The Stamp Tax took effect on November 1, 1765. The Stamp Tax was first direct tax to be levied on the American colonies. It was the first serious attempt to assert British governmental authority over the 13 colonies.
Stamp Tax Facts
The year the British Stamp Tax was passed 1765. The Stamp Tax called for the taxing of 54 separate items. Documents subject to the Stamp Tax of 1765 included newspapers, liquor licenses, legal documents, calendars. almanacs, certificates, diplomas, contracts, wills, Bills of Sale and Licenses
The documents required different rates of Stamp tax ranging from ½ penny up to £10
Dice were the only non-paper items listed under the 1765 Act and stamp impressions were made on the dice as proof that the Stamp Tax had been paid
As the Stamp Tax applied to both playing cards and dice this was viewed as an indirect tax on gambling
The Stamp Tax Stamps were not like the stamps that we put on envelopes. Some documents were printed on, stamped, or embossed on paper
The French and Indian War was a victory for the British but they were left with a massive war debt of 130 million pounds. One of the reasons the Stamp Tax was introduced was to clear the war debt. The policy of the British Chancellor of the Exchequer, Lord Grenville, was to raise revenue by taxing the American colonists, rather than taxing the people in Great Britain. The main purpose of the Act was to raise revenue to pay for the British military presence in the American colonies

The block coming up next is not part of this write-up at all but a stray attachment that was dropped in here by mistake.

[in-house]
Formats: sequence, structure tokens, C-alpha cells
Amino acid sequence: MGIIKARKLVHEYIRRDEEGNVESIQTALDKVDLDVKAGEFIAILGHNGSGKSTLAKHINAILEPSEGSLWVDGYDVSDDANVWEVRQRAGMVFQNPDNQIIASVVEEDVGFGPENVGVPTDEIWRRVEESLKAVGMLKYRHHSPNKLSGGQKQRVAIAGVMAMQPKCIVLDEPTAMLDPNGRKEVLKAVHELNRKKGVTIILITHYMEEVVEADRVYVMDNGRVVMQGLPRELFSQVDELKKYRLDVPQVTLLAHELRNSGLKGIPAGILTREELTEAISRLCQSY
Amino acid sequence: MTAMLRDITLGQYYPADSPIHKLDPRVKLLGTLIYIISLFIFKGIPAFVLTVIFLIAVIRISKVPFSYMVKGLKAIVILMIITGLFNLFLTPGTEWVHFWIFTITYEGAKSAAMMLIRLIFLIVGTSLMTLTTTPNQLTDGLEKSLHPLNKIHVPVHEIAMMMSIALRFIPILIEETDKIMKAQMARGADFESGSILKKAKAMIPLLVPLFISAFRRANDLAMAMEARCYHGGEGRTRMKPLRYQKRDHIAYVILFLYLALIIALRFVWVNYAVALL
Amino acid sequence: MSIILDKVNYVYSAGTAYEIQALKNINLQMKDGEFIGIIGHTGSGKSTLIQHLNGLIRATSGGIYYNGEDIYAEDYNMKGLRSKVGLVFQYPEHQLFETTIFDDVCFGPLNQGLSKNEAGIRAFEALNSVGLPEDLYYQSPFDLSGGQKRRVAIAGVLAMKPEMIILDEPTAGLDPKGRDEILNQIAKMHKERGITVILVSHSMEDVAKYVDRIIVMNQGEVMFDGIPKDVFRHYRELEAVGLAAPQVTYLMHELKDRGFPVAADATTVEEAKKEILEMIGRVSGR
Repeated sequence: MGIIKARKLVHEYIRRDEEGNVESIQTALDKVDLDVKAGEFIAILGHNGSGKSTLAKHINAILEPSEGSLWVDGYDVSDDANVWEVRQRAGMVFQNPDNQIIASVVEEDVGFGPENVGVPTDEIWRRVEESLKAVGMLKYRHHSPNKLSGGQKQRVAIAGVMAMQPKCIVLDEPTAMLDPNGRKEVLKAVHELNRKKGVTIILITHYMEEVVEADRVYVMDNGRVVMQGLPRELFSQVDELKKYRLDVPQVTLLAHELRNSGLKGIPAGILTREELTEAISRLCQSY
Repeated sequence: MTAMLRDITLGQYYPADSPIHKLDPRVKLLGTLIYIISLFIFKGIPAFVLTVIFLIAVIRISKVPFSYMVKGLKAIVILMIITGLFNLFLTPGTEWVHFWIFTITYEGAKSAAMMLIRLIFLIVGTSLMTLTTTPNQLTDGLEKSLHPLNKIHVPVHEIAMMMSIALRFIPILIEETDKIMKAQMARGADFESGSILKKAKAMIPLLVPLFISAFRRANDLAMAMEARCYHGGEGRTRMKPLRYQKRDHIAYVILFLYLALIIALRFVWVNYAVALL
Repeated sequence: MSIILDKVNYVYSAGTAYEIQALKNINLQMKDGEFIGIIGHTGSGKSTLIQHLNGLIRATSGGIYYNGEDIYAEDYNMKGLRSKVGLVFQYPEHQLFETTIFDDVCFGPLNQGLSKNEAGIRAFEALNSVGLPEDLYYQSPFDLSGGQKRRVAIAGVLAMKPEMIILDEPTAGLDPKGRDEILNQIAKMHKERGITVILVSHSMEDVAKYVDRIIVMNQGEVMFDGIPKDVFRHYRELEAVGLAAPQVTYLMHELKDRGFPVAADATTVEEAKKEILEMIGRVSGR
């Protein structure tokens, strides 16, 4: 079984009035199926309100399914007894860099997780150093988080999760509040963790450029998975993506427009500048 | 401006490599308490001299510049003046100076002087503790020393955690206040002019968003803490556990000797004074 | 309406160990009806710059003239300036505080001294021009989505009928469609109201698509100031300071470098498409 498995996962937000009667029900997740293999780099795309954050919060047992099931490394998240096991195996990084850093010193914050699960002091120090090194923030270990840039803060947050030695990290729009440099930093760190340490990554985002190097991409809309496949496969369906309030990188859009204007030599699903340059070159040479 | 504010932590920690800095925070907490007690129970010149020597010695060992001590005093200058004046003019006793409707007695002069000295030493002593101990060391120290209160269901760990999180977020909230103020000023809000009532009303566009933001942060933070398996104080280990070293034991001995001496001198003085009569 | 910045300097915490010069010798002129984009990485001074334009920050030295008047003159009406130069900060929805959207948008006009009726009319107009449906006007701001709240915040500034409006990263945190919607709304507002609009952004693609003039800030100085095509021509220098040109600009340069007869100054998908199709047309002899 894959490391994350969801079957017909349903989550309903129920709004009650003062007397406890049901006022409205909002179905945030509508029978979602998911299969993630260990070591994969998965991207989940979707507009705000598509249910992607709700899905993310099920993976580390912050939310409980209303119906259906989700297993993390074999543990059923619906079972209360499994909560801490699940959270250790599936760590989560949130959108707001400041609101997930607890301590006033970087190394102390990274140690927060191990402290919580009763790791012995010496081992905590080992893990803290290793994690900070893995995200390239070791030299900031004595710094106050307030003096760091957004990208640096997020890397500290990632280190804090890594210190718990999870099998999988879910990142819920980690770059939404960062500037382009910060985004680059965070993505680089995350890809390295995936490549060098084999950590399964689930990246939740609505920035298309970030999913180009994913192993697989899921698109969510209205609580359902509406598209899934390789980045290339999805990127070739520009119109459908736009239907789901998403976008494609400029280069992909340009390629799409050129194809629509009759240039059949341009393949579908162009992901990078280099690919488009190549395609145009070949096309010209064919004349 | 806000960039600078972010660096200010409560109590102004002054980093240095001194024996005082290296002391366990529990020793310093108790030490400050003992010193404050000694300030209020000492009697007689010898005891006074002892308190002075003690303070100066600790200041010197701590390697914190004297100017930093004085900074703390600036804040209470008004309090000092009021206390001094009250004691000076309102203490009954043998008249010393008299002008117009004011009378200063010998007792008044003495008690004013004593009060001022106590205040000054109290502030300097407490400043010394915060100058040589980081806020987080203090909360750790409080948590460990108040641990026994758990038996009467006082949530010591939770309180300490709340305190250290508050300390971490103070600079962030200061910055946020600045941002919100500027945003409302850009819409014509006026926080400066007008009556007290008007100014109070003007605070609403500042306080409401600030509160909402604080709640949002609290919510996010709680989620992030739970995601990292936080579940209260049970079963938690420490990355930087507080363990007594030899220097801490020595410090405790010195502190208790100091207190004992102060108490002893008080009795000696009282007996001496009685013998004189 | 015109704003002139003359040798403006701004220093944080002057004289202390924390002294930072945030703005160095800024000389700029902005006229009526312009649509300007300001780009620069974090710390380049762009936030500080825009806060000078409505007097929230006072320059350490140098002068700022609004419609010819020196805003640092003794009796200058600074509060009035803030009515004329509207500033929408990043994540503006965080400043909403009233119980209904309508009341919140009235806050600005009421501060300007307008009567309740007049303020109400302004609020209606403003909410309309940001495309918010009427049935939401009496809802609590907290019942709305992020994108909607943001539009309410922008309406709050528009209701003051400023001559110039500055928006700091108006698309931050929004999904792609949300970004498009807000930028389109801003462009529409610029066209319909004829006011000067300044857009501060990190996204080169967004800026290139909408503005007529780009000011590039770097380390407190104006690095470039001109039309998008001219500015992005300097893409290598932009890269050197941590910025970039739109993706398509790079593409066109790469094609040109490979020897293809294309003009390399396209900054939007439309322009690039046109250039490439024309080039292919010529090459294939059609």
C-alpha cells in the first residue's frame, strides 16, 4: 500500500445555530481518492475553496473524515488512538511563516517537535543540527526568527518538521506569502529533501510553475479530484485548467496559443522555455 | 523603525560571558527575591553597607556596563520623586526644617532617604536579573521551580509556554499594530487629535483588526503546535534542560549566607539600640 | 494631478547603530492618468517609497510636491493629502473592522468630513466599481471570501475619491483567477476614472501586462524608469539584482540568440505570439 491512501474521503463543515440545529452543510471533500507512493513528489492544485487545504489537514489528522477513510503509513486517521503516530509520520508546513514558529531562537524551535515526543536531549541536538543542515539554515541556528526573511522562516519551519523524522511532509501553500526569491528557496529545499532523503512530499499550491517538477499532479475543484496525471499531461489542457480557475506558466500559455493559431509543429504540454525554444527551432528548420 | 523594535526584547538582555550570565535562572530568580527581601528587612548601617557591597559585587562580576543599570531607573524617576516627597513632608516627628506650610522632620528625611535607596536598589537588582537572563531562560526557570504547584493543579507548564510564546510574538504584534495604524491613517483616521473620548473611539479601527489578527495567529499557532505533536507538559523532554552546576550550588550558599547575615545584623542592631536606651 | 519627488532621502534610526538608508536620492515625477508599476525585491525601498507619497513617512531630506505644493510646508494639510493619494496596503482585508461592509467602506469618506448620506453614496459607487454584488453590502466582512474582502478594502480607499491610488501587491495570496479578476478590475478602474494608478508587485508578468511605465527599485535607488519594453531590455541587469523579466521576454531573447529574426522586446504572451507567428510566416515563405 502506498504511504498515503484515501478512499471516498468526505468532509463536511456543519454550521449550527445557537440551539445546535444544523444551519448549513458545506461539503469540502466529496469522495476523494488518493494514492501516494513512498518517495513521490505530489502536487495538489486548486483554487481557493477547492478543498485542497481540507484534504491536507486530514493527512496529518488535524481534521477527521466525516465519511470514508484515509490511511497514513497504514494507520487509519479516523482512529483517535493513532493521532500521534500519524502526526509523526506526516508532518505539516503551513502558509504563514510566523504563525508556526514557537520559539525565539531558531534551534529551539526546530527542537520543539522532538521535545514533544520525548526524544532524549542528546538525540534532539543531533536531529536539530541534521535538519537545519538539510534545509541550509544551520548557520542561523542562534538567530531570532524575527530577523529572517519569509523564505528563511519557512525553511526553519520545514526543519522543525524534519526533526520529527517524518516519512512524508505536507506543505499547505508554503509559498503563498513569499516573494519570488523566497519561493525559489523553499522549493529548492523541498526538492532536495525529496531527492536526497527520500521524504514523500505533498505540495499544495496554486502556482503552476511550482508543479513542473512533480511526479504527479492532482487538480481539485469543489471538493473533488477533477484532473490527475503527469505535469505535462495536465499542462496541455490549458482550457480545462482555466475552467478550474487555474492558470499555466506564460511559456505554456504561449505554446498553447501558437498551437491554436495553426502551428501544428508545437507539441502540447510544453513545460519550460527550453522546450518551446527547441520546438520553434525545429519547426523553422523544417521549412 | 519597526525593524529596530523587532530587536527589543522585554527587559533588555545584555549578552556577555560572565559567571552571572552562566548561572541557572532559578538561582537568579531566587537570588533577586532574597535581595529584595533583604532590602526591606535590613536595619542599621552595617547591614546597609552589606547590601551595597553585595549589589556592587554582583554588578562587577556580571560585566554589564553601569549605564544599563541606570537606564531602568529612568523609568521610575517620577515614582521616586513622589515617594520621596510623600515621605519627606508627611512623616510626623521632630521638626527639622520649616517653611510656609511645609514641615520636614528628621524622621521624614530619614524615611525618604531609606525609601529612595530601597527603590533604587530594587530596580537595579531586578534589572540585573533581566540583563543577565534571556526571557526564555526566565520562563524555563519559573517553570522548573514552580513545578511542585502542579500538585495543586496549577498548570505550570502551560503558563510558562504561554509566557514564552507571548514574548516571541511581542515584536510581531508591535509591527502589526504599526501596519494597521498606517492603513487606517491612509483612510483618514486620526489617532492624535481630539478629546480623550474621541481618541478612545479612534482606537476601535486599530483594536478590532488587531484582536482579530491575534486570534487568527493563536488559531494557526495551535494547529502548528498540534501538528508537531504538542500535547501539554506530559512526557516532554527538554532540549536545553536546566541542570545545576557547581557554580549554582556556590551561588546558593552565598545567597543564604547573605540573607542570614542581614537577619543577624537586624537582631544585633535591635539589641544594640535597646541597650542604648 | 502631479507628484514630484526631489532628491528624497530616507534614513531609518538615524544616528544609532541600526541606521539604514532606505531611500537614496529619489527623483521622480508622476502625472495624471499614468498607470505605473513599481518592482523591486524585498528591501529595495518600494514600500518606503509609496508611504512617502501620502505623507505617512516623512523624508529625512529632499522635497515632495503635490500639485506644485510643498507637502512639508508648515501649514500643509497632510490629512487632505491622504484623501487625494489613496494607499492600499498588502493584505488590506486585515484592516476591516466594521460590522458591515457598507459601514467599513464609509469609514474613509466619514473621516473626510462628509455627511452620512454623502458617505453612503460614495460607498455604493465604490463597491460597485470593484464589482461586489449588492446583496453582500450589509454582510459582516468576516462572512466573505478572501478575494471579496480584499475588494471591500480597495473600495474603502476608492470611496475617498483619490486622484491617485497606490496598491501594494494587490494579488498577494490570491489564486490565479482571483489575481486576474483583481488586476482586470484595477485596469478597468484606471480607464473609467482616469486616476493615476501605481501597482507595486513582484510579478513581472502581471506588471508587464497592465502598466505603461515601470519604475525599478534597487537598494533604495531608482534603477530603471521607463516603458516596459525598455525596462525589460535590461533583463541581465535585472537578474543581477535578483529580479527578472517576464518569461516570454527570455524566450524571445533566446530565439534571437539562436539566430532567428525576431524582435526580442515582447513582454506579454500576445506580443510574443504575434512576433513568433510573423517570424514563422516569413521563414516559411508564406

The Stamp Tax stated that any publications in 'foreign tongues' had to pay twice the normal rates
Newspapers were taxed according to their size - any advertisements were also taxed!
The Stamp Tax Stamps had to be paid with 'hard currency' (silver or gold coins) and not in paper money, which was the most common form of payment in the colonies. Failure to pay Stamp Taxes incurred penalties, fines and forfeitures. The fines ranged from £2 up to £10. Anyone involved in the counterfeit of documents to avoid the taxes faced the Death Penalty
There was no Trial by Jury for anyone who offended the Stamp Tax - cases were heard in the Admiralty Courts. There was no trial by jury in the Admiralty Courts. Cases were decided by judges rather than juries
The Repeal of the Stamp Tax is approved by the House of Commons in February 1766
The British Act led to outrage, anger, resentment, protests, dissension and ultimately to the American Revolutionary War and the Declaration of Independence from Great Britain.